Holy Fawn: How Post-Metal Rising Stars Made Peace With Death | Revolver

Holy Fawn: How Post-Metal Rising Stars Made Peace With Death

Inside Arizona band's "loud, heavy, pretty" new album 'Dimensional Bleed'
Holy Fawn 2022 1600x900, Charles Barth
Holy Fawn
photograph by Charles Barth

The multiverse is having a moment — an infinitude of them, if you will. Thanks to Marvel's recent batch of mind-warping blockbusters, parallel realities have fully entered the zeitgeist. But the concept is nothing new to Holy Fawn's Ryan Osterman. The guitarist-vocalist has been captivated by the boundless planes of existence since before he even lost his baby teeth.

Osterman's fascination can be traced back to age four, when he watched a Discovery Channel documentary that introduced him to the concept of death, via a poisonous fish that puts prospective predators into fatal, anaphylactic shock. When the young boy grilled his father on what that meant, exactly, the answer ripped apart his notion of reality.

"'Well, you basically go to sleep and never wake up,'" Osterman recalls his father telling him. "I remember freaking out, running to the bathroom and crying, and my dad was just like, 'It's OK! I'm going to die; your mom's going to die; you're going to die; everyone's going to die!' It… shook me up a little bit." He laughs.

At 33, Osterman's interest in those varying planes now manifests throughout his Arizona outfit's latest full-length, Dimensional Bleed. From a sonic standpoint, you could look at how the quartet ambitiously phases between the abrasive contours of metal towards a turquoise glow of Sigur Rós-leaning post-rock, a genre-stumping feat that has made a fan out of Lamb of God's Randy Blythe and earned them spots opening for Deafheaven and Thrice.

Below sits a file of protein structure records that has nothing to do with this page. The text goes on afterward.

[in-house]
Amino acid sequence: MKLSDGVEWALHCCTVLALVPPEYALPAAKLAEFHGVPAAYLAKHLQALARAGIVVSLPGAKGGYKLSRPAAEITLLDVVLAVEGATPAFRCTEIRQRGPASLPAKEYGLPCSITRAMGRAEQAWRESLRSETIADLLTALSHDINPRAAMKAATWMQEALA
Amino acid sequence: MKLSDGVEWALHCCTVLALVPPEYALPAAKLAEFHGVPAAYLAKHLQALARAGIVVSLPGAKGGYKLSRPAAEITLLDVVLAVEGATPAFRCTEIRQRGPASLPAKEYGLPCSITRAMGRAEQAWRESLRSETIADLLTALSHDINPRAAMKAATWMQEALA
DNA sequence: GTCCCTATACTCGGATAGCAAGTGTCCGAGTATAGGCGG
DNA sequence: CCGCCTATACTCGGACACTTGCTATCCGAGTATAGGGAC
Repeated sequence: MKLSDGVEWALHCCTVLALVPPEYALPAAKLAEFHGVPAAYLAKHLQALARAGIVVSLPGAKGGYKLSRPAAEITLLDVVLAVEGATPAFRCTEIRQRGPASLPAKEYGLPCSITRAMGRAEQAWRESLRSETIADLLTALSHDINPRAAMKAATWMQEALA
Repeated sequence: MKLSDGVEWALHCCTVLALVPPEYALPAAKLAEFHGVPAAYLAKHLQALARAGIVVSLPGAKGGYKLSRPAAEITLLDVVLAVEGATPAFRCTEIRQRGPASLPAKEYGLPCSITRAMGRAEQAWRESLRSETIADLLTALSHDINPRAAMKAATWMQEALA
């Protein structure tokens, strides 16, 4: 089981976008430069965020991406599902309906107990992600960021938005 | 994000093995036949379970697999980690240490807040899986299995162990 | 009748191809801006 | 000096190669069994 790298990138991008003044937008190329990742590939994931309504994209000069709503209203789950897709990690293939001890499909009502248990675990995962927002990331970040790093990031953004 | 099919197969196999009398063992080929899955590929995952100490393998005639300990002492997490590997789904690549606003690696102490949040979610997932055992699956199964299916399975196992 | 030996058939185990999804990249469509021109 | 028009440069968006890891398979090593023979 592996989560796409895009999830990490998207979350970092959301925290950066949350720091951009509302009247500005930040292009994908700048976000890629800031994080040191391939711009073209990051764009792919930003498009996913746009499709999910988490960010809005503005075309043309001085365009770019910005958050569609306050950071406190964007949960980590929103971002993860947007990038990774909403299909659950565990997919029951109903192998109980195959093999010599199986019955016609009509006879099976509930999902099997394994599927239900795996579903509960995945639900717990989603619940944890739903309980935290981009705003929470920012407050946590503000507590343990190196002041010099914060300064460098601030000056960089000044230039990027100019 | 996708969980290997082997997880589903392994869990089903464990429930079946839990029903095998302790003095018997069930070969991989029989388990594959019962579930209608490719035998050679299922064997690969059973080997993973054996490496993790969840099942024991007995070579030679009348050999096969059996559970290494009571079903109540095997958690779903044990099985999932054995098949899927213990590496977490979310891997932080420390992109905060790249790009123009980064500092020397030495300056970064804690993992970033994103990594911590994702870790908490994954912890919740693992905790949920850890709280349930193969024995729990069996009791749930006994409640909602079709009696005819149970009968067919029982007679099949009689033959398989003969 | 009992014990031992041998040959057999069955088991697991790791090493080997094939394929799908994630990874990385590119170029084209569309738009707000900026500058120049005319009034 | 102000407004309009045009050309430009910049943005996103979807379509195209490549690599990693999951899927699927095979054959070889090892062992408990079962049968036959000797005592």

Per the lyrics of Dimensional Bleed's "Void of Light," Osterman continues to contemplate what happens once you've entered a state of "eternal sleep." The album also explores simultaneously existing timelines, as well as the differences in perception between nightmares and the waking mind. Osterman confesses to being an indecisive person, but when you consider how each of life's decisions has the potential to place you on an infinite number of different paths, you can hardly blame him.

"I think about my own life," he continues, "What if I made [a] different choice at whatever point in my life — where would I be at this age, in that different timeline? Would it intersect again with this? It's such an abstract concept, but it's something that resonates with me."

Luckily, working with Holy Fawn has Osterman less panicked about the unknown than his younger self. These days, he's attempting to make sense of the intangible through meticulously crafted, heavily melodic and gorgeously distortion-laced songs. Take Dimensional Bleed's first slow-boiling single, "Death Is a Relief," wherein the musician pontificates on transitional states, and the "struggle of existing when it felt so much better to let go."

"Lyrically, the song is depressing as fuck, obviously," Osterman says of the tune, later adding of Holy Fawn's broader exploration of death: "We don't really know a lot about it. We treat it so macabre [while] we treat birth with this profound amazement, like how it's this glorious miracle. I feel like death should be treated the same way. It could be [interpreted as] anything from rebirth, [to a] transcendence into something even better."

Holy Fawn, themselves — Osterman, guitarist Evan Phelps, bassist-vocalist Alexander Rieth and drummer-vocalist Austin Reinholz — have progressively leveled up since forming in Tempe in 2015. While they'd all grown up performing in various groups within the Arizona underground music scene, Osterman, Phelps and Rieth came together while working at a local guitar shop.